This law, whilst intended for the common good, produces something of a 'Catch 22' situation and can actually have adverse effects on many insect and bird species. In addition to the direct effect of the toxic herbicides used; on birds, insects and small mammals, these sprays also kill many broad-leaved wild flowers, e.g. Celandine Ranunculius ficaria, Clovers Trifolium spp., etc., which are not their target. If fully applied, eliminating or greatly reducing Nettles, Ragwort, Docks and Thistles, either by mowing or spraying, would remove the food plants of many insect species who feed on their nectar and, in particular, the moths and butterflies who use them as host plants to lay their eggs on and for their caterpillars to feed on. Many birds rely greatly either on these caterpillars, or on the seeds produced by the plants, for their own food and/or to rear their young. Scrub clearance can also adversely affect the habitats of some birds, notably the Dartford Warbler Sylvia undata, an infrequent species inhabiting large unbroken areas of bramble and gorse, which breeds here in small numbers and is a great attraction to visiting "twitchers". Attempts to control the Rat Ratus spp. population, thriving on the Grande Blaye in some years on unharvested or flattened grain crops, with poisons, also affects other small mammals including that Alderney special, the Greater White-toothed Shrew Crocidura russula and, indirectly, the well established population of Kestrels Falco tinnunculus, the island's principal resident raptor, which catch and feed on the rodents.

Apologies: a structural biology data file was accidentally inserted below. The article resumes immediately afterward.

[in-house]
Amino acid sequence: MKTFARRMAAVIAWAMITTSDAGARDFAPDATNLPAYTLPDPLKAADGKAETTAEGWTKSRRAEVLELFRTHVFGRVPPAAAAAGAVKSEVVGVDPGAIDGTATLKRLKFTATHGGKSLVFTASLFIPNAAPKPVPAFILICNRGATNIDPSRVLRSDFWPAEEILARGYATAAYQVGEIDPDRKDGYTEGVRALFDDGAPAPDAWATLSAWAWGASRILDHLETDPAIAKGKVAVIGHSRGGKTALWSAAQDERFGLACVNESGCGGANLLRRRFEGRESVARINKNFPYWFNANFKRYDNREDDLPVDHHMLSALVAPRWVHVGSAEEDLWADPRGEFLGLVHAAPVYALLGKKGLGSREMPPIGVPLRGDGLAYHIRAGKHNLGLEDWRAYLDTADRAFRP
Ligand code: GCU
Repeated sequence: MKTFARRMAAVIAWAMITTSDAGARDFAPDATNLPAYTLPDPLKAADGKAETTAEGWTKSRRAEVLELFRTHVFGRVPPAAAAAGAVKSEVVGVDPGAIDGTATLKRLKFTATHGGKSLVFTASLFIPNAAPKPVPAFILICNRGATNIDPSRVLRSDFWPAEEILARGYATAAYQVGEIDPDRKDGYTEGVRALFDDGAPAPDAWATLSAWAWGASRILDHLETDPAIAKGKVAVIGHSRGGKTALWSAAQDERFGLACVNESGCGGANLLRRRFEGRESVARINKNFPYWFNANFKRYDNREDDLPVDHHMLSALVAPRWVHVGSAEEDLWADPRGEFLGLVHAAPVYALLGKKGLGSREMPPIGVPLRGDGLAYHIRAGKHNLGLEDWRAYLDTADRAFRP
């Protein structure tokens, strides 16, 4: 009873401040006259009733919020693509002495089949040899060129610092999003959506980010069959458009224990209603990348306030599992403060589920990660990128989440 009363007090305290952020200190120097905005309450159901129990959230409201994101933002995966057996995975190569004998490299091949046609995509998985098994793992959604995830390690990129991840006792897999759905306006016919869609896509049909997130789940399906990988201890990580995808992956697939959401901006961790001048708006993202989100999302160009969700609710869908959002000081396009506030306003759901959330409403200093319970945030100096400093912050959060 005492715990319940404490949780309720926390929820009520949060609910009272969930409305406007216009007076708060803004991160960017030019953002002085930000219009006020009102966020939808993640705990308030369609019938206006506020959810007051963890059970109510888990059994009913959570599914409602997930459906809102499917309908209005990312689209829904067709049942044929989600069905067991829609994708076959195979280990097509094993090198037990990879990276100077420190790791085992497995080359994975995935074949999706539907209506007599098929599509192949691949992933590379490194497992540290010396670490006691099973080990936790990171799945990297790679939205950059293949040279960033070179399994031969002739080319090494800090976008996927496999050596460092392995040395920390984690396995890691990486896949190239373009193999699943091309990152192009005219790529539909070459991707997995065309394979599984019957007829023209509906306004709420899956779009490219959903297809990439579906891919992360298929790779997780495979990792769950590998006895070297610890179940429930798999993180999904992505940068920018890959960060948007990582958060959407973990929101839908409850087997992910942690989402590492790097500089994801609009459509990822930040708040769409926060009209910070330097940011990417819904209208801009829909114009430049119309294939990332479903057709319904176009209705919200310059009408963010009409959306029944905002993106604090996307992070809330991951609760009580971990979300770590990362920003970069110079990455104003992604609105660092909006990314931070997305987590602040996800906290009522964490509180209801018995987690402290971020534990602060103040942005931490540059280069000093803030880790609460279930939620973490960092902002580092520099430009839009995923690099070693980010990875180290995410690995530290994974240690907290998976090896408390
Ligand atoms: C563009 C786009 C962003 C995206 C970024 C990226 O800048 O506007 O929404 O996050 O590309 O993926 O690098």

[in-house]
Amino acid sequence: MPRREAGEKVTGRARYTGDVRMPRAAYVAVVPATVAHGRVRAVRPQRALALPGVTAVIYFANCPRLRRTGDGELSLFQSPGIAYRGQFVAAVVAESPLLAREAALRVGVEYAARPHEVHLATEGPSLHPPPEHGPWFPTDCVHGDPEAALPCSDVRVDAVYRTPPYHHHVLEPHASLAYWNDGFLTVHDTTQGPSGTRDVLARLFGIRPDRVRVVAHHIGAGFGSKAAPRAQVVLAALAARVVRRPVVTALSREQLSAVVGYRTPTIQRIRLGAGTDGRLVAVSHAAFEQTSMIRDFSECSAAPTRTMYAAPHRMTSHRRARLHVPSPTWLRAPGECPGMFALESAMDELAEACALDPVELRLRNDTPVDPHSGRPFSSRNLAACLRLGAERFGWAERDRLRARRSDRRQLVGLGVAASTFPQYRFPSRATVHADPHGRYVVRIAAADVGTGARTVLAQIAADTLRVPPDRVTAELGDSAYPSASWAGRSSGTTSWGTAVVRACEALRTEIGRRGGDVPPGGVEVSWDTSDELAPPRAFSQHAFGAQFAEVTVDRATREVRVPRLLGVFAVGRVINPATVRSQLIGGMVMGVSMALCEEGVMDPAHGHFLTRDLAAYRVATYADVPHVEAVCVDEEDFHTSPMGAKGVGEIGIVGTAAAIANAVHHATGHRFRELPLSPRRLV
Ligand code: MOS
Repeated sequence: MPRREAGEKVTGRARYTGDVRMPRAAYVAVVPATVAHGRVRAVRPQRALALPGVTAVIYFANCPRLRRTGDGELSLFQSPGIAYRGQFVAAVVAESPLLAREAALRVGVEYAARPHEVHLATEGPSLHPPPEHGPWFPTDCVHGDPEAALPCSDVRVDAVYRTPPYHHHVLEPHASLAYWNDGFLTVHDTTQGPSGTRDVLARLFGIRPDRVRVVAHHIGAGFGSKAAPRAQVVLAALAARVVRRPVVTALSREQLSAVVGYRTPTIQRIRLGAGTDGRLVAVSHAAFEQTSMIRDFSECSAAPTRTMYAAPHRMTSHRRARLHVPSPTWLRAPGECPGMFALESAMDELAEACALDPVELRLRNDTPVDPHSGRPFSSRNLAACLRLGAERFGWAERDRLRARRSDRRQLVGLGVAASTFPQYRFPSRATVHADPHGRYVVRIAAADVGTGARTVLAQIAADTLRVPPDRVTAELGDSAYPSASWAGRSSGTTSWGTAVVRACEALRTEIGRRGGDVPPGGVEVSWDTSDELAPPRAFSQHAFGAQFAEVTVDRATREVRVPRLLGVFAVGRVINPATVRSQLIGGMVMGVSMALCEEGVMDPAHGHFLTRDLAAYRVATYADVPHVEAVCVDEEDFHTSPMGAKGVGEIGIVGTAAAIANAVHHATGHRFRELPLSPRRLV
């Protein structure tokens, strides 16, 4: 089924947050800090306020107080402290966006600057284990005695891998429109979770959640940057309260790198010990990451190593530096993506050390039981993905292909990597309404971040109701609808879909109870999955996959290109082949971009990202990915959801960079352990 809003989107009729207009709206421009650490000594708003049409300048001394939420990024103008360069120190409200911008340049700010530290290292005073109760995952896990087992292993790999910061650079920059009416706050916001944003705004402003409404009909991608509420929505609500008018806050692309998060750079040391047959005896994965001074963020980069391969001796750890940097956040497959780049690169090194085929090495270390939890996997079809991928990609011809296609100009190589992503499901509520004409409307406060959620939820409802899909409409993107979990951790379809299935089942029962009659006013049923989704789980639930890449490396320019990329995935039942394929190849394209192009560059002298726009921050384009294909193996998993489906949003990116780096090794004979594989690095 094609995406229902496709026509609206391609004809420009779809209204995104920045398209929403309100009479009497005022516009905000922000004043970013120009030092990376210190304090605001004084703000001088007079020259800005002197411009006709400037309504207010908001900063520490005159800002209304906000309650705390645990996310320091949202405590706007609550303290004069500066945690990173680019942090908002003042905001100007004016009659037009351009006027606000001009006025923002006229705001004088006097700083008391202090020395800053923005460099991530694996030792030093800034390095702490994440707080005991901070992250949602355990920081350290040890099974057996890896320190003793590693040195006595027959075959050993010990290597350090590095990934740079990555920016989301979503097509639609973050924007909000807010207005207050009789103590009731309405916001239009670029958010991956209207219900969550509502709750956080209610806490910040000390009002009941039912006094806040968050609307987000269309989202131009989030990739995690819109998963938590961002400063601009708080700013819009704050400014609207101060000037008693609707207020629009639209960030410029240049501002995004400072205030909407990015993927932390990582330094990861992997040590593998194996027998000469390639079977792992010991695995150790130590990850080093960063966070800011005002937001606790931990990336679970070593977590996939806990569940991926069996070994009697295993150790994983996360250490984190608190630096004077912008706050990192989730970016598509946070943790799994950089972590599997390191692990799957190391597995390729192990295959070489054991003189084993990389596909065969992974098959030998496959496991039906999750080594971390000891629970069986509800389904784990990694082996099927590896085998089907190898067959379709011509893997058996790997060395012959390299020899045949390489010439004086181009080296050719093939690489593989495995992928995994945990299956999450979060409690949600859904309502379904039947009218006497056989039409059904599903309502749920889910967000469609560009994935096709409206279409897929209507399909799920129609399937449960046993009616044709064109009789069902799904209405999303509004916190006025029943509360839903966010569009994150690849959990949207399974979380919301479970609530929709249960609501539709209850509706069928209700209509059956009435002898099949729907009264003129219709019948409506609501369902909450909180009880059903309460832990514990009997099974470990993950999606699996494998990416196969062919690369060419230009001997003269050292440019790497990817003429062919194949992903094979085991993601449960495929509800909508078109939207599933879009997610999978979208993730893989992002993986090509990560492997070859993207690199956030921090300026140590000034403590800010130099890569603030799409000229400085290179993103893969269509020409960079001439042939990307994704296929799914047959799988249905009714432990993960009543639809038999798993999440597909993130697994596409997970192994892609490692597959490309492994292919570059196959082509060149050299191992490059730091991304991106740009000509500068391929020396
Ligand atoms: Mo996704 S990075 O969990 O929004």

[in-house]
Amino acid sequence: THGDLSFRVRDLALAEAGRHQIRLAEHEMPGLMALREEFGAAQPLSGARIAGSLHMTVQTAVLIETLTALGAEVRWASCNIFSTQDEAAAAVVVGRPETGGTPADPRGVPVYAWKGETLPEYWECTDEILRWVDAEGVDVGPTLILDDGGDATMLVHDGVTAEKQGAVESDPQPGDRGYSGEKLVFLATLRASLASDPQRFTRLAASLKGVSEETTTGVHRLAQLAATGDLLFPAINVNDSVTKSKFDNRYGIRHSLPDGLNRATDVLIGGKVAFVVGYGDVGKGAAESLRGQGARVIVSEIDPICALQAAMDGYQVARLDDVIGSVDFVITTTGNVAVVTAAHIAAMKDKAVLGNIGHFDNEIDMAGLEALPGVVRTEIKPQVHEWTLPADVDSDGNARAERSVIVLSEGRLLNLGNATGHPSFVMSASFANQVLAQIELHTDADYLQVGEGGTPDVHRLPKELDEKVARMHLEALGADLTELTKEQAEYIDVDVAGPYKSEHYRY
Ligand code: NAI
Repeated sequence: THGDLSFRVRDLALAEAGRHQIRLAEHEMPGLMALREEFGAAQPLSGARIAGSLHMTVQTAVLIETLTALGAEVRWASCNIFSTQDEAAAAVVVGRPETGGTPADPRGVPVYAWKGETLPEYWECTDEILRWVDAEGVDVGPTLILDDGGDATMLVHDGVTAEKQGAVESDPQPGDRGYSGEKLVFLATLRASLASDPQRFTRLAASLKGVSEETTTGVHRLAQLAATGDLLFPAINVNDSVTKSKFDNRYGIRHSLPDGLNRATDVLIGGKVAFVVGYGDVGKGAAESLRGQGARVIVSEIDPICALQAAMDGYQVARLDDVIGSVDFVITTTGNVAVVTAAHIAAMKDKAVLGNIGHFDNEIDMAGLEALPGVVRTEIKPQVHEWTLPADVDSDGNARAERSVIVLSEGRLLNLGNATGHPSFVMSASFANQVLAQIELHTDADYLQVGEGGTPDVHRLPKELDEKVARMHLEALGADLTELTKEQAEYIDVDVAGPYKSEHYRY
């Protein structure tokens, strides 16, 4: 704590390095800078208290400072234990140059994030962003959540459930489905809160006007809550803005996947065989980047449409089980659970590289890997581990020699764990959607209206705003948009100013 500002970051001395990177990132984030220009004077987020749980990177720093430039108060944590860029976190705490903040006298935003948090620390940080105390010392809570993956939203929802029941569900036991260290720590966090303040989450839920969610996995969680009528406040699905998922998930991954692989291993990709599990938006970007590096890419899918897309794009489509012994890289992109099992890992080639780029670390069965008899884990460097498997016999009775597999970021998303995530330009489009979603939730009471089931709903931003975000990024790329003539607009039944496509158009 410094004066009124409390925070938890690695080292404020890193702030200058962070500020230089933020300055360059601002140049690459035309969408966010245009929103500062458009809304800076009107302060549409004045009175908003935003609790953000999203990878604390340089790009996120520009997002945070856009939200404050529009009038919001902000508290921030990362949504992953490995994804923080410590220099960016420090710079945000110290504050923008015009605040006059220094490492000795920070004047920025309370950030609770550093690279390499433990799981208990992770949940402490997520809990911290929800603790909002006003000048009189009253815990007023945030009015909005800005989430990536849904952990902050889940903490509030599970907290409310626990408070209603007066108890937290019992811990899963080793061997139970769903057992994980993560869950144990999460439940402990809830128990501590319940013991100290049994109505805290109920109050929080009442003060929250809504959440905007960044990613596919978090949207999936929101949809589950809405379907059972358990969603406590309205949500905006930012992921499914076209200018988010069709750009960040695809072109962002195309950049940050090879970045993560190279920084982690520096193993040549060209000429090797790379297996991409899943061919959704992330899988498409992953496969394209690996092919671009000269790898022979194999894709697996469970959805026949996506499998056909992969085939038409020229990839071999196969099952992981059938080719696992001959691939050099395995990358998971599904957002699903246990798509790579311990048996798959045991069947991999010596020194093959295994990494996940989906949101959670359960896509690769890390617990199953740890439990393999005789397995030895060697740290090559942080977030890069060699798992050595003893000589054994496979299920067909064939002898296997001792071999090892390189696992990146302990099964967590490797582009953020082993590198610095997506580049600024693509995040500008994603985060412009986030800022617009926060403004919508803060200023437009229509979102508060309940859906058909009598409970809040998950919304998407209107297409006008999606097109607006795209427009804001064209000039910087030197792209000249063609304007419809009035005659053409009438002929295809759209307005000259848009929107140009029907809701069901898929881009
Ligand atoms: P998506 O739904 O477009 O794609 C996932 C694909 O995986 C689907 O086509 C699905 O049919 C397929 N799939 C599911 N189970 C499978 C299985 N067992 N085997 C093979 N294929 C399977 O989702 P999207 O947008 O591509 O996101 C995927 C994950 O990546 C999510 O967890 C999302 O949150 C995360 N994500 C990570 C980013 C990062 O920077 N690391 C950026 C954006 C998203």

After pressure from the author on a number of occasions to publish this annual reminder again a decision was made by the States that it was impractical to control most of these plants as they were now far too widespread and the law was amended in about 2004 to remove from the list everything except Ragwort, which was acknowledged to be a danger to cattle, who normally avoid it when it is growing, if dried plants were accidentally fed in hay, especially to young stock.


The Wild Plants Protection Order 1950 made it an offence to dig up plants to sell for commercial purpose, without permission of the landowner. The Maintenance of Hedges, etc. Ordinance 1953 concerned the cutting by landowners of foliage overhanging public highways and footpaths 'to prevent obstruction'. It replaced the much older Branquage Loi which required this done to a height of 15 ft and is now included in the Road Traffic & Public Highways Ordinance 1966. A reminder to householders and landowners in once again published annually since about 2003-4